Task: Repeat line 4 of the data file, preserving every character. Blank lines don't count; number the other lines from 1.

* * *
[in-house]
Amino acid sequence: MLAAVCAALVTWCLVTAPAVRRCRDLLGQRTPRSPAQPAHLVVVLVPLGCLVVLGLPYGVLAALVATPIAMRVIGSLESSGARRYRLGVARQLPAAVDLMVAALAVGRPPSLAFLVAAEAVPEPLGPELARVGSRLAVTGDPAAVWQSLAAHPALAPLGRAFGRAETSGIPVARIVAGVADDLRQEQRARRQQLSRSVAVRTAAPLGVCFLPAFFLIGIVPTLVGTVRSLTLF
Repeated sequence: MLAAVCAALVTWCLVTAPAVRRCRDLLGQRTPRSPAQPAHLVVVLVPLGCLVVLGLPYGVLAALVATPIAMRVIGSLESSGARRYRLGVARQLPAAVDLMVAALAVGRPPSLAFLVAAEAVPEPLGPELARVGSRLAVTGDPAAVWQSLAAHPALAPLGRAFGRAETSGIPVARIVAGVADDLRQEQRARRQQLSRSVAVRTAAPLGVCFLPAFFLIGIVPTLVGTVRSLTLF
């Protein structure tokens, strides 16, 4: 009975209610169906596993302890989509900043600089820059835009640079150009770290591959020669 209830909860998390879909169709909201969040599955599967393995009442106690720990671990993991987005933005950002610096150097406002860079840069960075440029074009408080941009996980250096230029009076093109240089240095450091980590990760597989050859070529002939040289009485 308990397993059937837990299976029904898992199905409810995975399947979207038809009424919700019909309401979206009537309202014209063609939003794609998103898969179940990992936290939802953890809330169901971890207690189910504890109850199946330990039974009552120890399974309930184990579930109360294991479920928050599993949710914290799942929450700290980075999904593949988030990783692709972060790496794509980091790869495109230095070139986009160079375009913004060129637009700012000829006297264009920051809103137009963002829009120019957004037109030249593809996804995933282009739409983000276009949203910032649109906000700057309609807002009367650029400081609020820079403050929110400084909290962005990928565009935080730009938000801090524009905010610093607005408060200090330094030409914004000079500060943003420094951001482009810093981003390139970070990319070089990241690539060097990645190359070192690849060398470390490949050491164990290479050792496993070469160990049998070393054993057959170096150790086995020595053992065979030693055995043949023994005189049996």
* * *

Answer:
């Protein structure tokens, strides 16, 4: 009975209610169906596993302890989509900043600089820059835009640079150009770290591959020669 209830909860998390879909169709909201969040599955599967393995009442106690720990671990993991987005933005950002610096150097406002860079840069960075440029074009408080941009996980250096230029009076093109240089240095450091980590990760597989050859070529002939040289009485 308990397993059937837990299976029904898992199905409810995975399947979207038809009424919700019909309401979206009537309202014209063609939003794609998103898969179940990992936290939802953890809330169901971890207690189910504890109850199946330990039974009552120890399974309930184990579930109360294991479920928050599993949710914290799942929450700290980075999904593949988030990783692709972060790496794509980091790869495109230095070139986009160079375009913004060129637009700012000829006297264009920051809103137009963002829009120019957004037109030249593809996804995933282009739409983000276009949203910032649109906000700057309609807002009367650029400081609020820079403050929110400084909290962005990928565009935080730009938000801090524009905010610093607005408060200090330094030409914004000079500060943003420094951001482009810093981003390139970070990319070089990241690539060097990645190359070192690849060398470390490949050491164990290479050792496993070469160990049998070393054993057959170096150790086995020595053992065979030693055995043949023994005189049996």